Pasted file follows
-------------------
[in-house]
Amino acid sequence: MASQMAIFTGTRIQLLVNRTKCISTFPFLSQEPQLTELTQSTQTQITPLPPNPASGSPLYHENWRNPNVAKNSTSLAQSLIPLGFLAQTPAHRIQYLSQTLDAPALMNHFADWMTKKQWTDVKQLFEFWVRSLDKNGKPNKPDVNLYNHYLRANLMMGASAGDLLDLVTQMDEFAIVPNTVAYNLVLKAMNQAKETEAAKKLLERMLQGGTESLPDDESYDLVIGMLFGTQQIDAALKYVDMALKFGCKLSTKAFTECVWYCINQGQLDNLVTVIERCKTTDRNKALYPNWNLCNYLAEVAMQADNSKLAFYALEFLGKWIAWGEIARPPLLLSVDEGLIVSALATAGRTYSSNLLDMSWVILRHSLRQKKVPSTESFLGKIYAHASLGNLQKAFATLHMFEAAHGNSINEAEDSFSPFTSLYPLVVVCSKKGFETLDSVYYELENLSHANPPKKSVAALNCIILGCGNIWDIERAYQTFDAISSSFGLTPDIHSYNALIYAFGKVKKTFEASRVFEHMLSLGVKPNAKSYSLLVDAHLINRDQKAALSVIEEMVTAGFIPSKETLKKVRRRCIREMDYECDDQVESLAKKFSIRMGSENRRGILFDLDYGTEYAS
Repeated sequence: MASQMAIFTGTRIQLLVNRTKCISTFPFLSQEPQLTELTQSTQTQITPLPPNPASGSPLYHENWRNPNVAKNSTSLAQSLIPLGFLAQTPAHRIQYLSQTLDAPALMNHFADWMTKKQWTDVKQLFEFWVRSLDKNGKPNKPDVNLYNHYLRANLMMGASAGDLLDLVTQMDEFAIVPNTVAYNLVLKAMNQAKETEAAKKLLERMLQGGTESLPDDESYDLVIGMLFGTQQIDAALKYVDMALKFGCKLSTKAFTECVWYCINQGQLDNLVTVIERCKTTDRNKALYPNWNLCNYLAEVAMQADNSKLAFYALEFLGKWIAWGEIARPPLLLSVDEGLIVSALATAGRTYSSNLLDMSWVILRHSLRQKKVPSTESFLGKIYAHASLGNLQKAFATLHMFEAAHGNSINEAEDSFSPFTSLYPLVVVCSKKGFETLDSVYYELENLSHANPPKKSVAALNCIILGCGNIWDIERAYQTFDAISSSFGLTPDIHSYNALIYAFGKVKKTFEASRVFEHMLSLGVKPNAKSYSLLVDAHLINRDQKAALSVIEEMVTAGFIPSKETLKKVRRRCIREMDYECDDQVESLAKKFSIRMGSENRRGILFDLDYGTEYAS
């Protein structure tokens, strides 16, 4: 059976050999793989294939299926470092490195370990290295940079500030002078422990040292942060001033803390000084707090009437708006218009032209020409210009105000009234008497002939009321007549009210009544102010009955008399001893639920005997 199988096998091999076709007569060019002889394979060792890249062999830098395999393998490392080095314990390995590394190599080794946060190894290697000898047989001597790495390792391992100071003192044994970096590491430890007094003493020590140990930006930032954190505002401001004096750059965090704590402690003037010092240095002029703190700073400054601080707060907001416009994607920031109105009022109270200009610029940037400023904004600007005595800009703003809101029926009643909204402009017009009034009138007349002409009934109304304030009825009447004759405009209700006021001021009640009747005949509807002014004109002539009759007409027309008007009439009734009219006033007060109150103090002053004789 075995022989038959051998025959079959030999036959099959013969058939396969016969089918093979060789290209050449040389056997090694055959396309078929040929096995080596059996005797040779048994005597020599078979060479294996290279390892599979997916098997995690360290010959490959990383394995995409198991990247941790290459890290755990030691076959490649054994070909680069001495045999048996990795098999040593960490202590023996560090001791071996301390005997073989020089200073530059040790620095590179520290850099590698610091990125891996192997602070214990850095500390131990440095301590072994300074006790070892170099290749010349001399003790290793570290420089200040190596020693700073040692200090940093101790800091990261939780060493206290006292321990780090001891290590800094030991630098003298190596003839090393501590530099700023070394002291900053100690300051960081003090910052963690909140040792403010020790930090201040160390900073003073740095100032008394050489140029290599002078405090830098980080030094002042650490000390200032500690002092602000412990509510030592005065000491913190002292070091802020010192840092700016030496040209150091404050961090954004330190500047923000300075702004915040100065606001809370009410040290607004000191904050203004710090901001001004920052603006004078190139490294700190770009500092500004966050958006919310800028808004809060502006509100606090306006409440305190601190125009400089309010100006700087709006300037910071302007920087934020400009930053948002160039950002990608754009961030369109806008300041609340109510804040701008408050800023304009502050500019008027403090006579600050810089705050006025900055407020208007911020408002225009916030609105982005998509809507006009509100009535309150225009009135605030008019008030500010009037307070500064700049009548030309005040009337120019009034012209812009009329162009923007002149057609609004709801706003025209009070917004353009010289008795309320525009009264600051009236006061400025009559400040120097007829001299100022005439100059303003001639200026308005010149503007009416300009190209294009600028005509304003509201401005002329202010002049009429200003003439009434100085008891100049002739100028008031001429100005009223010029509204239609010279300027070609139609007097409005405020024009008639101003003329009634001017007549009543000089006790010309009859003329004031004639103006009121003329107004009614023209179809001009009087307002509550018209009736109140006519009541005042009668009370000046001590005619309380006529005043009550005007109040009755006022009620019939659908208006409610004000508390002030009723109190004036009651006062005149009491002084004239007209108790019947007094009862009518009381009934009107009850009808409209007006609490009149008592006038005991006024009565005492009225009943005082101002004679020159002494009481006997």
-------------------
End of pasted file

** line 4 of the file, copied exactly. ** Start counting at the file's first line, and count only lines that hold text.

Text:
């Protein structure tokens, strides 16, 4: 059976050999793989294939299926470092490195370990290295940079500030002078422990040292942060001033803390000084707090009437708006218009032209020409210009105000009234008497002939009321007549009210009544102010009955008399001893639920005997 199988096998091999076709007569060019002889394979060792890249062999830098395999393998490392080095314990390995590394190599080794946060190894290697000898047989001597790495390792391992100071003192044994970096590491430890007094003493020590140990930006930032954190505002401001004096750059965090704590402690003037010092240095002029703190700073400054601080707060907001416009994607920031109105009022109270200009610029940037400023904004600007005595800009703003809101029926009643909204402009017009009034009138007349002409009934109304304030009825009447004759405009209700006021001021009640009747005949509807002014004109002539009759007409027309008007009439009734009219006033007060109150103090002053004789 075995022989038959051998025959079959030999036959099959013969058939396969016969089918093979060789290209050449040389056997090694055959396309078929040929096995080596059996005797040779048994005597020599078979060479294996290279390892599979997916098997995690360290010959490959990383394995995409198991990247941790290459890290755990030691076959490649054994070909680069001495045999048996990795098999040593960490202590023996560090001791071996301390005997073989020089200073530059040790620095590179520290850099590698610091990125891996192997602070214990850095500390131990440095301590072994300074006790070892170099290749010349001399003790290793570290420089200040190596020693700073040692200090940093101790800091990261939780060493206290006292321990780090001891290590800094030991630098003298190596003839090393501590530099700023070394002291900053100690300051960081003090910052963690909140040792403010020790930090201040160390900073003073740095100032008394050489140029290599002078405090830098980080030094002042650490000390200032500690002092602000412990509510030592005065000491913190002292070091802020010192840092700016030496040209150091404050961090954004330190500047923000300075702004915040100065606001809370009410040290607004000191904050203004710090901001001004920052603006004078190139490294700190770009500092500004966050958006919310800028808004809060502006509100606090306006409440305190601190125009400089309010100006700087709006300037910071302007920087934020400009930053948002160039950002990608754009961030369109806008300041609340109510804040701008408050800023304009502050500019008027403090006579600050810089705050006025900055407020208007911020408002225009916030609105982005998509809507006009509100009535309150225009009135605030008019008030500010009037307070500064700049009548030309005040009337120019009034012209812009009329162009923007002149057609609004709801706003025209009070917004353009010289008795309320525009009264600051009236006061400025009559400040120097007829001299100022005439100059303003001639200026308005010149503007009416300009190209294009600028005509304003509201401005002329202010002049009429200003003439009434100085008891100049002739100028008031001429100005009223010029509204239609010279300027070609139609007097409005405020024009008639101003003329009634001017007549009543000089006790010309009859003329004031004639103006009121003329107004009614023209179809001009009087307002509550018209009736109140006519009541005042009668009370000046001590005619309380006529005043009550005007109040009755006022009620019939659908208006409610004000508390002030009723109190004036009651006062005149009491002084004239007209108790019947007094009862009518009381009934009107009850009808409209007006609490009149008592006038005991006024009565005492009225009943005082101002004679020159002494009481006997």